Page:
In lieu of an abstract, here is a brief excerpt of the content:

  • Perspectives on Water Governance
  • Erika Weinthal (bio)
Delli Priscoli, Jerome, and Aaron T. Wolf. 2009. Managing and Transforming Water Conflicts. Cambridge: Cambridge University Press.
Shah, Tushaar. 2009. Taming the Anarchy: Groundwater Governance in South Asia. Washington, DC: Resources for the Future and Colombo, Sri Lanka: International Water Management Institute.
Whitleley, John M., Helen Ingram, and Richard Warren Perry, eds. 2008. Water, Place & Equity. Cambridge, MA: MIT Press.

Although fresh water only comprises 2.5 percent of all water resources worldwide, it is essential for sustaining human life. Yet, approximately 1.1 billion people lack access to any type of safe drinking water. As a direct consequence, about 1.6 million people die every year from waterborne illnesses (e.g., diarrhea and cholera) of whom 90 percent are children under five, primarily in developing countries.1 In 2000, the United Nations Millennium Summit affirmed the importance of safe drinking water for poverty alleviation as embedded in Goal 7, Target 10 of the Millennium Development Goals (MDGs), which seeks to halve by 2015 the number of people worldwide without adequate access to safe drinking water and basic sanitation.

The common feature of the three books under review here is their attention to water. Even then, they cover different types of water resources and uses (surface water versus groundwater; irrigation water versus drinking water) and at different levels of scale (villages, national governments, and international treaties). They also cover different theoretical perspectives, encapsulating a wide-range of disciplines within the social sciences, including development economics, geography, social ecology, political science, public policy, anthropology, and law.

What unites these books, then, is their focus on the centrality of water resources for alleviating poverty and improving human life, fostering equity and fairness, adjudicating social struggles over access to and quality of water delivery, [End Page 144] and forging sustainable and adaptive water management. All the books explicitly explore the role of water and development—i.e. whether water should be managed through a centralized bureaucracy, devolved to local water management authorities, or privatized to foreign companies. For much of the 20th century, state elites and bureaucrats have sought to engineer water systems to control the variability in rainfall and glacial melt and to move water from water-rich to water-scarce regions; these books draw attention to those actors that have been excluded from the state’s modernization agenda. Their focus on non-state actors provides a lens through which to examine societal challenges to the state’s role in directing water policy and the privatization of water services to foreign companies. They highlight the importance of public participation, rights, and equity, all of which are part of a larger literature on accountability, transparency, and fostering a democratic culture.2 Combined, these three books provide an excellent survey of the core issues facing scholars and practitioners concerned with water governance and poverty alleviation. They are also part of the literature that looks at “the new face of water conflict” taking place at the subnational level.3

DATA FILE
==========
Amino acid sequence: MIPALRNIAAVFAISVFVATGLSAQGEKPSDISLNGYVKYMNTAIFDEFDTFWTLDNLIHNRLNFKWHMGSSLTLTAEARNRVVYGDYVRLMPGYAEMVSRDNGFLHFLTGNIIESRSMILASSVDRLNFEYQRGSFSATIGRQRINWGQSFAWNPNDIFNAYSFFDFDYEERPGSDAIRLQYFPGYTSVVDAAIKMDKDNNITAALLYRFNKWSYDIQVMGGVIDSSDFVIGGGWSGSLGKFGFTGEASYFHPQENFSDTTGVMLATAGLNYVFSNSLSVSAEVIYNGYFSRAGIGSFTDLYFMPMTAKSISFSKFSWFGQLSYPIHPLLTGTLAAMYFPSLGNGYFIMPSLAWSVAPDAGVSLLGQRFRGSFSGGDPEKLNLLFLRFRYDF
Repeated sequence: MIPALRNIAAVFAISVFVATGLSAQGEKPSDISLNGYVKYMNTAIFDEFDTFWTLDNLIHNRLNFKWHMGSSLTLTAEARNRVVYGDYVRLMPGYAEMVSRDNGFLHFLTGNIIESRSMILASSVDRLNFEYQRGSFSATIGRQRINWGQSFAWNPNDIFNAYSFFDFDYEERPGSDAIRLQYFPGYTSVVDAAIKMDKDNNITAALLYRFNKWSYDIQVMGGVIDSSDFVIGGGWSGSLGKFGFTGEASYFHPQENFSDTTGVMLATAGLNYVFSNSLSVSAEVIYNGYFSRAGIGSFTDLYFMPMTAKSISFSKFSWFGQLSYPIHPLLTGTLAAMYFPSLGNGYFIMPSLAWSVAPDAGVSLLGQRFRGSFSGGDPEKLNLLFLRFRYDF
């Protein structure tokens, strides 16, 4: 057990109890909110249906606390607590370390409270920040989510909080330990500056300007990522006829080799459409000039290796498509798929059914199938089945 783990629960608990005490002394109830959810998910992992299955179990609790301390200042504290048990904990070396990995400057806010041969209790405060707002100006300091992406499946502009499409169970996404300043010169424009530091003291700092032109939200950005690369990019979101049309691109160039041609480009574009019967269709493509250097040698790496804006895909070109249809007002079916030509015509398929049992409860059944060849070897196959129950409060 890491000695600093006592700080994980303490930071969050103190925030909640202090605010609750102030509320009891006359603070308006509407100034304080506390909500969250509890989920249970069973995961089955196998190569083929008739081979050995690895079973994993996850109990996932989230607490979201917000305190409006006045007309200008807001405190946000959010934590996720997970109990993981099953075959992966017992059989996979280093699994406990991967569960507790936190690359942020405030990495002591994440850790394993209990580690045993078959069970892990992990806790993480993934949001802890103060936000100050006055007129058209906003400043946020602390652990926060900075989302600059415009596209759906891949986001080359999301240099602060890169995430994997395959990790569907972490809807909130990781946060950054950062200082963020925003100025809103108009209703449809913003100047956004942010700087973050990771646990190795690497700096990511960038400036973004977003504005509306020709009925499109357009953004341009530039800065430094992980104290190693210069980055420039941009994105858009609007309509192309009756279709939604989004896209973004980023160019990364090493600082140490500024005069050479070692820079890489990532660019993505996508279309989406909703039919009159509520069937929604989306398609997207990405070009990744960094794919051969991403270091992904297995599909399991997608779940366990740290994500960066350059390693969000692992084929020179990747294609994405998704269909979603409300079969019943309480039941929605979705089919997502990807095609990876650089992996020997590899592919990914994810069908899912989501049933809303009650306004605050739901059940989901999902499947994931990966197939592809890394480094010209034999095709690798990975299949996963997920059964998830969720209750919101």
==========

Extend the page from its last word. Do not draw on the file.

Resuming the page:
Jerome Delli Priscoli and Aaron T. Wolf, two of the leading figures in the field of international water, have written a superb textbook on conflict management over transboundary waters. Managing and Transforming Water Conflicts will be used widely in classes on water negotiations and diplomacy. Students and practitioners alike will appreciate its detailed survey of the literature on water conflict and cooperation and its links to research projects and databases on water resources and hydropolitics. Much of the first part of the book succinctly synthesizes the central findings of Wolf’s earlier work on water cooperation and Delli Priscoli’s work on alternative dispute resolution (ADR). Indeed, this survey of the literature provides compelling evidence for their central claim that, over the course of the 20th century, human beings have managed to solve disputes over water.

The book provides a detailed history of major international developments in international water law and negotiations, including discussions of major conventions (e.g., the 1997 Convention on the Law of the Non-Navigational Uses of International Watercourses) and conferences such as the 1992 International Conference on Water and the Environment that produced the Dublin Statement on Water and Sustainable Development. Their knowledge of...


Additional Information

Print ISSN
pp. 144-149
Launched on MUSE
Open Access
Back To Top

This website uses cookies to ensure you get the best experience on our website. Without cookies your experience may not be seamless.